University of Kentucky

Academic Science Buidling

Academic Science Buidling

BUILDING AN INTEGRATED TOMORROW

Envisioning the Academic Science Building

A Q&A with Dean Mark Lawrence Kornbluh

This fall construction began on the University of Kentucky’s new Academic Science Building. Scheduled to open in Fall 2016, the building’s design places integrated, engaged learning as its centerpiece.  

In the following interview College of Arts & Sciences Dean, Mark Lawrence Kornbluh, talks about the purposeful design of the new building.

 

Q: The Academic Science Building has been described many times as “integrative.” What does that mean?

Science by nature is an integrated study of the world.  Scientists draw upon multiple disciplines and techniques to answer questions and make discoveries. Teams of researchers come together – often with different theoretical and methodological perspectives, different training, and in the case of research universities, from different career stages (e.g., undergraduates, graduates, post-doctoral scholars, and faculty members). Knowing this, we purposely designed the new building to enhance the integrative aspects of 21st century science. For example, all levels of instruction will be housed next to each other so that introductory undergraduate students work directly with more advanced undergraduate and graduate students and faculty in the creation of knowledge. Such proximity will allow for the most advanced instrumentation to be shared and available to all. Similarly, faculty from multiple disciplines (e.g., Chemistry, Biology, etc.) will be housed collectively to foster inter-disciplinary work and thought, rather than being siloed in separate buildings based on disciplinary lines. 

Q: Why is it so important to integrate research and lab space with classrooms and student study areas?

Studying science is the gateway to a host of career options.  It is also one of the cornerstones to an educated mind. For many, however, the study of science is difficult. To be able to train our students appropriately and ready them for the 21st century job market and world, students need to succeed in their science-based studies. The building’s design not only allows for, but fosters, enhanced student learning. By housing faculty offices, laboratories, classrooms, study space, and tutoring all in one location, class work will naturally spill out into laboratories, impromptu study sessions, scheduled office hours, among other interactions. In essence the formal curriculum, the co-curriculum, and the student support offerings will be married under one roof – with the goal of creating a community of science. 

Q: How will the Academic Science Building foster undergraduate education? 

Every science student on campus, and the vast majority of all undergraduates at UK, will experience 21st century science with 21st century laboratories and instrumentation. All key gateway science courses in general and organic chemistry and biology as well as more advanced laboratory courses will be housed in the building. Greater success in these classes will serve science majors across campus, as well as the many non-science students who will take these as general UK Core courses. For students coming to campus in the next few years, this will be transformative for their education.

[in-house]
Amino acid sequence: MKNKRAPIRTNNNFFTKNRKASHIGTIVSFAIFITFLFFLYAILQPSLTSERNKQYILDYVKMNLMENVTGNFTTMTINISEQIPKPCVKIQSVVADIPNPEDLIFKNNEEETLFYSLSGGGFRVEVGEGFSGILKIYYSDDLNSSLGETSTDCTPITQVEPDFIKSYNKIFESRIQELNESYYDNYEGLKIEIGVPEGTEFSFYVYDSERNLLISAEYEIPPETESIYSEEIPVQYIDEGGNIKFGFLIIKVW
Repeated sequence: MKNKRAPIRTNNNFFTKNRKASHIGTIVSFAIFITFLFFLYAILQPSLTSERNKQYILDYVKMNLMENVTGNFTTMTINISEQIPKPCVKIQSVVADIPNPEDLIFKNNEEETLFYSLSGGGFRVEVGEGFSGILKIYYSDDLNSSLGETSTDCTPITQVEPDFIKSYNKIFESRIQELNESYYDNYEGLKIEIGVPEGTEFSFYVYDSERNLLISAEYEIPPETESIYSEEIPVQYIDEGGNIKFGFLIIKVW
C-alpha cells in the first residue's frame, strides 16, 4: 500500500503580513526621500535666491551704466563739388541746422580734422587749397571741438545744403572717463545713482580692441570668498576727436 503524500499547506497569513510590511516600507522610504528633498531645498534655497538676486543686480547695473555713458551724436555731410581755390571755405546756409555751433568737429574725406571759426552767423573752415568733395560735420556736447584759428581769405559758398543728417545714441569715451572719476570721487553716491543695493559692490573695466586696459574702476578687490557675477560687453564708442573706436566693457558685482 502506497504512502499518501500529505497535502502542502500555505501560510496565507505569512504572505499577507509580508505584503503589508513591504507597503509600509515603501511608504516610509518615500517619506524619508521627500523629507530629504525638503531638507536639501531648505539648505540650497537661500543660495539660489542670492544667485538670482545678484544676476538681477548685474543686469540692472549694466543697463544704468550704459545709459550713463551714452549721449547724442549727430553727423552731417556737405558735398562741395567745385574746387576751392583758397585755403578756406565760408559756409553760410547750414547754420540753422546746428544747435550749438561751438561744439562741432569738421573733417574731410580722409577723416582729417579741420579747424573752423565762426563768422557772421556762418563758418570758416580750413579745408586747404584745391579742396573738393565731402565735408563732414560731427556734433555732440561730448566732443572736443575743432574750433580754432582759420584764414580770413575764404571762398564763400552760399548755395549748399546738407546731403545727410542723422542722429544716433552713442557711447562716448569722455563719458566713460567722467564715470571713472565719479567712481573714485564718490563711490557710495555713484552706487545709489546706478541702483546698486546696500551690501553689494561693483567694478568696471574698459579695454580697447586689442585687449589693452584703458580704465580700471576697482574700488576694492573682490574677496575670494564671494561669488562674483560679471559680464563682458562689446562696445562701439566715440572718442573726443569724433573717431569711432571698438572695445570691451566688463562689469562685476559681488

Beyond student reach, the building itself is designed to foster active, inquiry-based learning. Hallmarks include active-learning laboratories, advanced instrumentation, flat classrooms with movable work spaces, lecture halls with multi-media presentations and demonstrations capabilities, IT-enabled discussions, visualizations and simulations; and a myriad of informal learning spaces that facilitate interaction and knowledge exchange.  At every planning stage, the building’s defining principles are enhanced student success and scientific integration.  

Q: How does that relate to graduate level research?

Science today is multi-generational.  Research is conducted in teams, made up of undergraduates, graduate students, postdoctoral scholars, scientific staff, and faculty. Graduate students and postdoctoral scholars are key components to any scientific enterprise. Not only are they training to become the future workforce, but they are making discoveries and contributions in their own right. Thus, the Academic Science Building is designed to facilitate their role in the discovery and application of knowledge as well as foster collaboration. Graduate students will serve as teaching assistants in classes; their offices will be located in the new building; and their research will be conducted in the laboratories. Their role as mentors, instructors and researchers will only be enhanced by the increase in quality of the facilities they utilize. 

Q: Do you have any additional thoughts on the new building?

The new Academic Science Building will stand as an embodiment of science and science education in the 21st century, breaking down barriers and building connections. As a state-of-the-art facility, built with the latest green technology, the building will be the epicenter of the university’s scientific community, linking the medical campus with the academic campus – connecting North campus and South campus, integrating disciplines, knowledge, and ways of learning in innovative and important ways. When the building opens in the Fall of 2016, it will anchor academics at the University of Kentucky for the 21st century. We’re excited to get started.